It can help to think of your audience as a unique subset of people within a larger city, and your site, a neighborhood cafe where this community can assemble. Laying down some "house rules" and enforcing them effectively will make your core community members feel safe and welcome every time they step across your digital threshold. Imagine a group of friends who like to discuss comic books at your cafe. What are you doing to ensure they feel safe and happy? It’s reasonable to assume that this group should not have to tolerate some jerk behind the communal couch throwing bagels at their heads. You would likely kick that bagel-flinging assailant to the curb as quickly as possible. Simple as that.

Just like in real life, there are behavioral rules for public spaces like a cafe.

Removing hateful comments or banning users who are there to antagonize others isn’t censorship.

These actions are the consequences for those who do not want to adhere to the unique norms of your fine establishment. Enforcing the rules makes it easier for you to build a safe environment where ideas and engagement can thrive.

The formula is pretty simple:

1. Propose a set a of rules;
2. Gather feedback and iterate by incorporating your community’s values;
3. Communicate the rules clearly and often;
4. Lead by example by enforcing the rules. Your community will follow.

It’s important to note that steps 2-4 can be repeated as often as you need. As your community evolves and your audience changes, you’ll likely want to revisit these steps. The more participation your community has in crafting the experience on your site, the better.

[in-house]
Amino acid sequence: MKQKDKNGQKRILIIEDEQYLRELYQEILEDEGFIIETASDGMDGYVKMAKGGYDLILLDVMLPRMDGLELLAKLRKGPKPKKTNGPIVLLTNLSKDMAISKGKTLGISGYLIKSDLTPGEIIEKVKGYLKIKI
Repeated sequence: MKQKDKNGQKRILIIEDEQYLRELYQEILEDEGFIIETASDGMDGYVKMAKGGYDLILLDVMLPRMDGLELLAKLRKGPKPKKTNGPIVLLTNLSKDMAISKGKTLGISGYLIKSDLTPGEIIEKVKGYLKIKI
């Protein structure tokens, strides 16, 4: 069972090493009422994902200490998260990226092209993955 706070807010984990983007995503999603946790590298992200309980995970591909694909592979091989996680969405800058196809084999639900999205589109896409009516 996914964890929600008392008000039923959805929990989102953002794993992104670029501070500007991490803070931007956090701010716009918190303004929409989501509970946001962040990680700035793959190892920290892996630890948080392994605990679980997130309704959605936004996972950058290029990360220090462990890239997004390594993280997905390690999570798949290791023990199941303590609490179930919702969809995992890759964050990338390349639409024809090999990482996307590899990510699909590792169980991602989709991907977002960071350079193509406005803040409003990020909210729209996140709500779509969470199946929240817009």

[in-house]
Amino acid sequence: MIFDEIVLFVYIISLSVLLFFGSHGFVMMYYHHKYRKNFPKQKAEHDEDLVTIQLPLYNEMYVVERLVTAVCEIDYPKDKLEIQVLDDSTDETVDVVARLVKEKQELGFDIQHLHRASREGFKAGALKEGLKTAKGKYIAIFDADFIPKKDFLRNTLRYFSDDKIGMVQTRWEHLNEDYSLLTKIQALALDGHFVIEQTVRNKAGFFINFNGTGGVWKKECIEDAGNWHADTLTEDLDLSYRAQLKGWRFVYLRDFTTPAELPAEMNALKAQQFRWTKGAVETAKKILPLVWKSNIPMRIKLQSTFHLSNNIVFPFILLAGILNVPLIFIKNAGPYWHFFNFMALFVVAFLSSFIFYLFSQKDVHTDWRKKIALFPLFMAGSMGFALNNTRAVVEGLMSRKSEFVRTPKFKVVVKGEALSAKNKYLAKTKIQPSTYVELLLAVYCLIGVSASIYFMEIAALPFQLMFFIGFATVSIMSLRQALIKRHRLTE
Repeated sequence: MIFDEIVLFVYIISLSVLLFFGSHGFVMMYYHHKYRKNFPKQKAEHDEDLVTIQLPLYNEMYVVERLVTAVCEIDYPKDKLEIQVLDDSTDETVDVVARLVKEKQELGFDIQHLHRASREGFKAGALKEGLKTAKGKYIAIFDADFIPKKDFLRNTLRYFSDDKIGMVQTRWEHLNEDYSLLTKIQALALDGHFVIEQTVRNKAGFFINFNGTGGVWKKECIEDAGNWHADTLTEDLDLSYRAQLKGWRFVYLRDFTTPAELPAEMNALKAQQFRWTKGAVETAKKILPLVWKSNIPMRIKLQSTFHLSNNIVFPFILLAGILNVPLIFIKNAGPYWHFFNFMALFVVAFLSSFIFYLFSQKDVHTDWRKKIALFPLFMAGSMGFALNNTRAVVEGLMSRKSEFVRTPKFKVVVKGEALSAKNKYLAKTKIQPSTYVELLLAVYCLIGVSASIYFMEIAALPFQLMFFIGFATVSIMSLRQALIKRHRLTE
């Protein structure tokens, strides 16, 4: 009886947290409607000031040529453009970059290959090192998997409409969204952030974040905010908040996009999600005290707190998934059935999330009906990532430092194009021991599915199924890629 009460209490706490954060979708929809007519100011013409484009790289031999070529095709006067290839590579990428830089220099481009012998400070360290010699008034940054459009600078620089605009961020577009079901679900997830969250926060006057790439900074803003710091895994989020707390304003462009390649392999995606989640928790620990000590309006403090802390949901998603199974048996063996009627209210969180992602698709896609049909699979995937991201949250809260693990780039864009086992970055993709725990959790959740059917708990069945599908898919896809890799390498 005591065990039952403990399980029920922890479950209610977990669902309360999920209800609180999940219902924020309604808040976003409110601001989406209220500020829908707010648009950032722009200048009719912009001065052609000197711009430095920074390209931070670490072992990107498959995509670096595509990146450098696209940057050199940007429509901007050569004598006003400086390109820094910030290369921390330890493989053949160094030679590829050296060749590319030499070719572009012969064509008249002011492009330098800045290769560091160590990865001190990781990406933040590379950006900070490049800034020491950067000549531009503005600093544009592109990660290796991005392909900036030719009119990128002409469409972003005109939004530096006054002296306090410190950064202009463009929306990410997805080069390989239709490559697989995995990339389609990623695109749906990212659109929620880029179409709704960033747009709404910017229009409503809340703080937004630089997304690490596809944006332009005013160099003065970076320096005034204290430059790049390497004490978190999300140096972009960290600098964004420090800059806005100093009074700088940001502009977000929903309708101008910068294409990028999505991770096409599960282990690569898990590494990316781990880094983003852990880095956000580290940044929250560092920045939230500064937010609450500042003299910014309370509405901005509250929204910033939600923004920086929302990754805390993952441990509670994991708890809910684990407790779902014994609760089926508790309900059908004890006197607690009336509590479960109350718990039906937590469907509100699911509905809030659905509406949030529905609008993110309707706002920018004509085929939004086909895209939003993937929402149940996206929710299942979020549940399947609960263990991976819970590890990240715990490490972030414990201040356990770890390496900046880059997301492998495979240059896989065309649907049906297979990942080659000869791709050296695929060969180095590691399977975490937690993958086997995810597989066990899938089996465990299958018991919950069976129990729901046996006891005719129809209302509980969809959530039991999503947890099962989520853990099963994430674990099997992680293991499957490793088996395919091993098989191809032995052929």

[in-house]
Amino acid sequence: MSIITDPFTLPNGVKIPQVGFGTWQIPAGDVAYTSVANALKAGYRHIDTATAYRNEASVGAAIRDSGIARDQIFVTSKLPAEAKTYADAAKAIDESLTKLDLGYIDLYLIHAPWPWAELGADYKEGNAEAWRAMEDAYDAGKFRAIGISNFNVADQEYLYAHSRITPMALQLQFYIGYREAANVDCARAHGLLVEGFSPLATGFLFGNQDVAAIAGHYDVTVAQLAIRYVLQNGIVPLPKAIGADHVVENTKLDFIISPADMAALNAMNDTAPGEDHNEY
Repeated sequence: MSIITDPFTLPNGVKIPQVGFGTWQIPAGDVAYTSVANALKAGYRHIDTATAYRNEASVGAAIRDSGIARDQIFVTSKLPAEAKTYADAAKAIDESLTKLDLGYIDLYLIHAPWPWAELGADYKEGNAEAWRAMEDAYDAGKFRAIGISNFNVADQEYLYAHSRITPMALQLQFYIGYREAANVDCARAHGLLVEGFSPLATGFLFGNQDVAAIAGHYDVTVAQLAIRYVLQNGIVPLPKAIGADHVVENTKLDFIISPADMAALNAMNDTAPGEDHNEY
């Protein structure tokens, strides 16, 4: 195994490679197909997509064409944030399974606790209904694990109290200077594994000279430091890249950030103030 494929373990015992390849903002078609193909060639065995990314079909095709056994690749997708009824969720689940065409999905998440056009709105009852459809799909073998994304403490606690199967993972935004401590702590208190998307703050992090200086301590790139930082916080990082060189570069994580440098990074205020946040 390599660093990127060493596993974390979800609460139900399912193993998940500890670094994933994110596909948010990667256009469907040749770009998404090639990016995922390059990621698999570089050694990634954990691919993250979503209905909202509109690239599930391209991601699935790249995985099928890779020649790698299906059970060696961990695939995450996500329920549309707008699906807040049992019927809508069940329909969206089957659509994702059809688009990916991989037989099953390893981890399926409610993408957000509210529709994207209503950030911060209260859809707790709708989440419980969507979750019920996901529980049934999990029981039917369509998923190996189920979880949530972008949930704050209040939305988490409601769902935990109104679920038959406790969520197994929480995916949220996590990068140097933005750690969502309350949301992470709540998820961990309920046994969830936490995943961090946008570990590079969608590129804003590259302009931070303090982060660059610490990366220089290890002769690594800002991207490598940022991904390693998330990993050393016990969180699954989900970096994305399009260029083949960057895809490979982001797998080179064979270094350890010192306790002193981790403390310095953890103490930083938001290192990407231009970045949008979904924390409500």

From the Disqus website: "Disqus offers the best add-on tools for site owners to power discussions, increase engagement, and earn revenue." | Photo: Disqus | Link |

Case in point

Take a look at these rules from one of the most active Science communities on Disqus:

The first clearly explains one rule for interacting in the community, and the second explains what will happen for ignoring the rules. Choosing to participate in this community means that you have implicitly agreed to these rules. If one doesn’t agree with the rules, they can either provide their feedback or start their own community with different rules.

If you want to learn more on the art of creating community guidelines for your site, see our in-depth guide 4 best practices for integrating community guidelines in your site.

Don’t be afraid to curate

After setting clear guidelines and communicating them to your community, your ability to grow a thriving, healthy community will become much easier. When you delete a comment that doesn’t fit your guidelines, the person on the other end of this action will be more likely to understand your reasoning. Ultimately, you want to make it easier for toxic users to make this key decision:

Do I rise to the occasion and meet the quality threshold of this community, or do I move on to another community that’s more likely to tolerate my shenanigans?

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Updated Feb 1, 2018 7:50 AM EST | More details